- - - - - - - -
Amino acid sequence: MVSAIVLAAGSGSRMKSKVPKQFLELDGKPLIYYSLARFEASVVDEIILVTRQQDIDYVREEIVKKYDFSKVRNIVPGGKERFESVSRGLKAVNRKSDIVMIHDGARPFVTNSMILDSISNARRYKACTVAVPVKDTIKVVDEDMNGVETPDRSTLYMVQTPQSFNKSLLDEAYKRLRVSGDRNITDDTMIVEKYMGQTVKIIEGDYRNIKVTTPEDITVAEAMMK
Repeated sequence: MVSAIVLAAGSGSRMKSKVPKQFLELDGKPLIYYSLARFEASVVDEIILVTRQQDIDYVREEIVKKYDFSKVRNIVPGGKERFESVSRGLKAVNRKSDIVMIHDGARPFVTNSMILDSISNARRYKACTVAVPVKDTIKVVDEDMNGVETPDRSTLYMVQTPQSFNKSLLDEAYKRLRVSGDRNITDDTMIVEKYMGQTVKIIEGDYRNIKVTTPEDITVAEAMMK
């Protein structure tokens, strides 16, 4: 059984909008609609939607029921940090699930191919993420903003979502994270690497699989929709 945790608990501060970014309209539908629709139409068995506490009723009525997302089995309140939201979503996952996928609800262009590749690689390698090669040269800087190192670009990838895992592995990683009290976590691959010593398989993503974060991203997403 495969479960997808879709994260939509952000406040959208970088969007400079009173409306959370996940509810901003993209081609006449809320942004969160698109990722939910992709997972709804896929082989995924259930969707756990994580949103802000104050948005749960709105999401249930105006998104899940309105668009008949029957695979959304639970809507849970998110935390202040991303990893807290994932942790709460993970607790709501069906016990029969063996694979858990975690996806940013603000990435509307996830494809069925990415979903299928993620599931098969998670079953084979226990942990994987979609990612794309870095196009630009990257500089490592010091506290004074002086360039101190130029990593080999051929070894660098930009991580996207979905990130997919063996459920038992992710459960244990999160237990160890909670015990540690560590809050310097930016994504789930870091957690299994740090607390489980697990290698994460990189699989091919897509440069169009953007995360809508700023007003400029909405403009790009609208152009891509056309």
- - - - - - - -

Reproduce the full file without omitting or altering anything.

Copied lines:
Amino acid sequence: MVSAIVLAAGSGSRMKSKVPKQFLELDGKPLIYYSLARFEASVVDEIILVTRQQDIDYVREEIVKKYDFSKVRNIVPGGKERFESVSRGLKAVNRKSDIVMIHDGARPFVTNSMILDSISNARRYKACTVAVPVKDTIKVVDEDMNGVETPDRSTLYMVQTPQSFNKSLLDEAYKRLRVSGDRNITDDTMIVEKYMGQTVKIIEGDYRNIKVTTPEDITVAEAMMK
Repeated sequence: MVSAIVLAAGSGSRMKSKVPKQFLELDGKPLIYYSLARFEASVVDEIILVTRQQDIDYVREEIVKKYDFSKVRNIVPGGKERFESVSRGLKAVNRKSDIVMIHDGARPFVTNSMILDSISNARRYKACTVAVPVKDTIKVVDEDMNGVETPDRSTLYMVQTPQSFNKSLLDEAYKRLRVSGDRNITDDTMIVEKYMGQTVKIIEGDYRNIKVTTPEDITVAEAMMK
């Protein structure tokens, strides 16, 4: 059984909008609609939607029921940090699930191919993420903003979502994270690497699989929709 945790608990501060970014309209539908629709139409068995506490009723009525997302089995309140939201979503996952996928609800262009590749690689390698090669040269800087190192670009990838895992592995990683009290976590691959010593398989993503974060991203997403 495969479960997808879709994260939509952000406040959208970088969007400079009173409306959370996940509810901003993209081609006449809320942004969160698109990722939910992709997972709804896929082989995924259930969707756990994580949103802000104050948005749960709105999401249930105006998104899940309105668009008949029957695979959304639970809507849970998110935390202040991303990893807290994932942790709460993970607790709501069906016990029969063996694979858990975690996806940013603000990435509307996830494809069925990415979903299928993620599931098969998670079953084979226990942990994987979609990612794309870095196009630009990257500089490592010091506290004074002086360039101190130029990593080999051929070894660098930009991580996207979905990130997919063996459920038992992710459960244990999160237990160890909670015990540690560590809050310097930016994504789930870091957690299994740090607390489980697990290698994460990189699989091919897509440069169009953007995360809508700023007003400029909405403009790009609208152009891509056309």